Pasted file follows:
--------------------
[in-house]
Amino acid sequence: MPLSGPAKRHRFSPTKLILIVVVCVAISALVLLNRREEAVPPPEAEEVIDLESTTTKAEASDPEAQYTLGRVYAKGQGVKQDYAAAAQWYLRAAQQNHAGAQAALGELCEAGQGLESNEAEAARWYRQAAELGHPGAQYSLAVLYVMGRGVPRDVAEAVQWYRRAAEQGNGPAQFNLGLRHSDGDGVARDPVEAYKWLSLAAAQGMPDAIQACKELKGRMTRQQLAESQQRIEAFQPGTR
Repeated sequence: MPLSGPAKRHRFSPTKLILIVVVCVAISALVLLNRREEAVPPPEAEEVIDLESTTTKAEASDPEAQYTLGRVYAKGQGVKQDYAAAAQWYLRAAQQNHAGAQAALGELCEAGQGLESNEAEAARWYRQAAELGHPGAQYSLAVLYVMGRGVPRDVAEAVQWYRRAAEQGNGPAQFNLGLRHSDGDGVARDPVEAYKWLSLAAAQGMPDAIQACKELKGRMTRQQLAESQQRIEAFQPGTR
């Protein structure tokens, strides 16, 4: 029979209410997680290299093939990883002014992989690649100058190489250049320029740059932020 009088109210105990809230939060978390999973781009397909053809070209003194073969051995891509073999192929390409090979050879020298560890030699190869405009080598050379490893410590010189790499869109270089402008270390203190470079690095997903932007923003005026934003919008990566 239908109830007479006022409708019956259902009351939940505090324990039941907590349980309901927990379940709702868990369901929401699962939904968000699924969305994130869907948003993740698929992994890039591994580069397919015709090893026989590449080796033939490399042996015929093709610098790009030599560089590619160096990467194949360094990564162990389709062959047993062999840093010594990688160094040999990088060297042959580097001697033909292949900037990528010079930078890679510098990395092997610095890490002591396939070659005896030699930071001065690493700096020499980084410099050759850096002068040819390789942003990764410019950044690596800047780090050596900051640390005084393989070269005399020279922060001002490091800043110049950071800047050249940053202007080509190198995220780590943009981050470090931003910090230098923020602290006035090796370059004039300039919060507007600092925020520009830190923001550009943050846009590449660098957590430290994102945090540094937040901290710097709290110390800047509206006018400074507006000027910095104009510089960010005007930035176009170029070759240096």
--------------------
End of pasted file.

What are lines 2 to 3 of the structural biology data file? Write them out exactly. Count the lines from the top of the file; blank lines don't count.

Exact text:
Amino acid sequence: MPLSGPAKRHRFSPTKLILIVVVCVAISALVLLNRREEAVPPPEAEEVIDLESTTTKAEASDPEAQYTLGRVYAKGQGVKQDYAAAAQWYLRAAQQNHAGAQAALGELCEAGQGLESNEAEAARWYRQAAELGHPGAQYSLAVLYVMGRGVPRDVAEAVQWYRRAAEQGNGPAQFNLGLRHSDGDGVARDPVEAYKWLSLAAAQGMPDAIQACKELKGRMTRQQLAESQQRIEAFQPGTR
Repeated sequence: MPLSGPAKRHRFSPTKLILIVVVCVAISALVLLNRREEAVPPPEAEEVIDLESTTTKAEASDPEAQYTLGRVYAKGQGVKQDYAAAAQWYLRAAQQNHAGAQAALGELCEAGQGLESNEAEAARWYRQAAELGHPGAQYSLAVLYVMGRGVPRDVAEAVQWYRRAAEQGNGPAQFNLGLRHSDGDGVARDPVEAYKWLSLAAAQGMPDAIQACKELKGRMTRQQLAESQQRIEAFQPGTR